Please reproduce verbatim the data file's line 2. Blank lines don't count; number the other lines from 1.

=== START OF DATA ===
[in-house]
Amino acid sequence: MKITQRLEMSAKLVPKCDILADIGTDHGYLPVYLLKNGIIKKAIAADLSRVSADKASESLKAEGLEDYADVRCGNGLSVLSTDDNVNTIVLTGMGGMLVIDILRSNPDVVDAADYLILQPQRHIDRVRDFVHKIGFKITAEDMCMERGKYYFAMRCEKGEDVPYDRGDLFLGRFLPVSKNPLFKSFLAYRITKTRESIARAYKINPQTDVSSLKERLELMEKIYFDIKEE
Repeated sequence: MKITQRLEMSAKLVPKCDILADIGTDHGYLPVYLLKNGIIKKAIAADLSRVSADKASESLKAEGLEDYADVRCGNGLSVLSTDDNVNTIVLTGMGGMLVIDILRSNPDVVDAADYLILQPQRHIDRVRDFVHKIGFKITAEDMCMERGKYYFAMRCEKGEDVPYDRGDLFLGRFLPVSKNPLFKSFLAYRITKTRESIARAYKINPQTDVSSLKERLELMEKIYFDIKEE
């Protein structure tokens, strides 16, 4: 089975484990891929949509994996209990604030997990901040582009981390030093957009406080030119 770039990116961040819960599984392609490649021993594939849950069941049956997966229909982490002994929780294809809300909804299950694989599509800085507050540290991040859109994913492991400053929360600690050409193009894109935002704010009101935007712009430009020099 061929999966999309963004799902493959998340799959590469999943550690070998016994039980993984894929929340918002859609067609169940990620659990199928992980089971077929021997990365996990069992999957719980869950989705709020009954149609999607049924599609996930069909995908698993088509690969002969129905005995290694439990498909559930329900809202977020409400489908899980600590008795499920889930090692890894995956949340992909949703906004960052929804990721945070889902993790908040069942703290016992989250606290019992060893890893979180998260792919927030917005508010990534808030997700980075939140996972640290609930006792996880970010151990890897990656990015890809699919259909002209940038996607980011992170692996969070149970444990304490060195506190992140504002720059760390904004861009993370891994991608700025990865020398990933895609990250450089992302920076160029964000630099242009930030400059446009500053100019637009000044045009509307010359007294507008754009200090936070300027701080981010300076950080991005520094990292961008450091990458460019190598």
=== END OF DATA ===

Amino acid sequence: MKITQRLEMSAKLVPKCDILADIGTDHGYLPVYLLKNGIIKKAIAADLSRVSADKASESLKAEGLEDYADVRCGNGLSVLSTDDNVNTIVLTGMGGMLVIDILRSNPDVVDAADYLILQPQRHIDRVRDFVHKIGFKITAEDMCMERGKYYFAMRCEKGEDVPYDRGDLFLGRFLPVSKNPLFKSFLAYRITKTRESIARAYKINPQTDVSSLKERLELMEKIYFDIKEE